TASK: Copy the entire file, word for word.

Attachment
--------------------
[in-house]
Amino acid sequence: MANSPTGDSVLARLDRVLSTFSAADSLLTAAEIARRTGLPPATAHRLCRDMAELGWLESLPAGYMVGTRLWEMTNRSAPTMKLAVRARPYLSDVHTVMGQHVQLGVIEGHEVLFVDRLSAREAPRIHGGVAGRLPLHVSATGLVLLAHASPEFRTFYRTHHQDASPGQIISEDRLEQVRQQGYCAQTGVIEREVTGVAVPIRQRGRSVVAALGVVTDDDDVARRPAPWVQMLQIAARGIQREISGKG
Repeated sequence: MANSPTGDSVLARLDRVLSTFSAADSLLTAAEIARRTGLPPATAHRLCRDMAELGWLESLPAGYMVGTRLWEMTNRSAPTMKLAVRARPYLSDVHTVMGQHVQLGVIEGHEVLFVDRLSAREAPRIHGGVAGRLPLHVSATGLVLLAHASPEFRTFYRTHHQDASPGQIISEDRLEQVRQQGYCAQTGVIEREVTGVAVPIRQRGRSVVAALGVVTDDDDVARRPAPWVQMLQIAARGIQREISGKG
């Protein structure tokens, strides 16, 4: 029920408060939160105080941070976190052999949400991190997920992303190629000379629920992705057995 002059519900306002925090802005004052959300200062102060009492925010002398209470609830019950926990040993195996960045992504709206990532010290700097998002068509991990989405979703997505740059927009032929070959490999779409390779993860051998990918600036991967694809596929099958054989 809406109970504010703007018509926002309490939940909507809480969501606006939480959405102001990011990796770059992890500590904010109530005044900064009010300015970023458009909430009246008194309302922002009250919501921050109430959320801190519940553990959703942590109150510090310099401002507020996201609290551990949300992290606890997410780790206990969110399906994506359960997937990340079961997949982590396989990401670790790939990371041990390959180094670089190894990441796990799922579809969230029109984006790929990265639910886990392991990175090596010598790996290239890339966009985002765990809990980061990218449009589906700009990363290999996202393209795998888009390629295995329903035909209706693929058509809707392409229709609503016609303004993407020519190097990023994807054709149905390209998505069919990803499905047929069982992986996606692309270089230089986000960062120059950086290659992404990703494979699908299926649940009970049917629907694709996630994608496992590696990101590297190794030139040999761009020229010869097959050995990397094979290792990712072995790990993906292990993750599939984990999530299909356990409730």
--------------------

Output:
[in-house]
Amino acid sequence: MANSPTGDSVLARLDRVLSTFSAADSLLTAAEIARRTGLPPATAHRLCRDMAELGWLESLPAGYMVGTRLWEMTNRSAPTMKLAVRARPYLSDVHTVMGQHVQLGVIEGHEVLFVDRLSAREAPRIHGGVAGRLPLHVSATGLVLLAHASPEFRTFYRTHHQDASPGQIISEDRLEQVRQQGYCAQTGVIEREVTGVAVPIRQRGRSVVAALGVVTDDDDVARRPAPWVQMLQIAARGIQREISGKG
Repeated sequence: MANSPTGDSVLARLDRVLSTFSAADSLLTAAEIARRTGLPPATAHRLCRDMAELGWLESLPAGYMVGTRLWEMTNRSAPTMKLAVRARPYLSDVHTVMGQHVQLGVIEGHEVLFVDRLSAREAPRIHGGVAGRLPLHVSATGLVLLAHASPEFRTFYRTHHQDASPGQIISEDRLEQVRQQGYCAQTGVIEREVTGVAVPIRQRGRSVVAALGVVTDDDDVARRPAPWVQMLQIAARGIQREISGKG
């Protein structure tokens, strides 16, 4: 029920408060939160105080941070976190052999949400991190997920992303190629000379629920992705057995 002059519900306002925090802005004052959300200062102060009492925010002398209470609830019950926990040993195996960045992504709206990532010290700097998002068509991990989405979703997505740059927009032929070959490999779409390779993860051998990918600036991967694809596929099958054989 809406109970504010703007018509926002309490939940909507809480969501606006939480959405102001990011990796770059992890500590904010109530005044900064009010300015970023458009909430009246008194309302922002009250919501921050109430959320801190519940553990959703942590109150510090310099401002507020996201609290551990949300992290606890997410780790206990969110399906994506359960997937990340079961997949982590396989990401670790790939990371041990390959180094670089190894990441796990799922579809969230029109984006790929990265639910886990392991990175090596010598790996290239890339966009985002765990809990980061990218449009589906700009990363290999996202393209795998888009390629295995329903035909209706693929058509809707392409229709609503016609303004993407020519190097990023994807054709149905390209998505069919990803499905047929069982992986996606692309270089230089986000960062120059950086290659992404990703494979699908299926649940009970049917629907694709996630994608496992590696990101590297190794030139040999761009020229010869097959050995990397094979290792990712072995790990993906292990993750599939984990999530299909356990409730």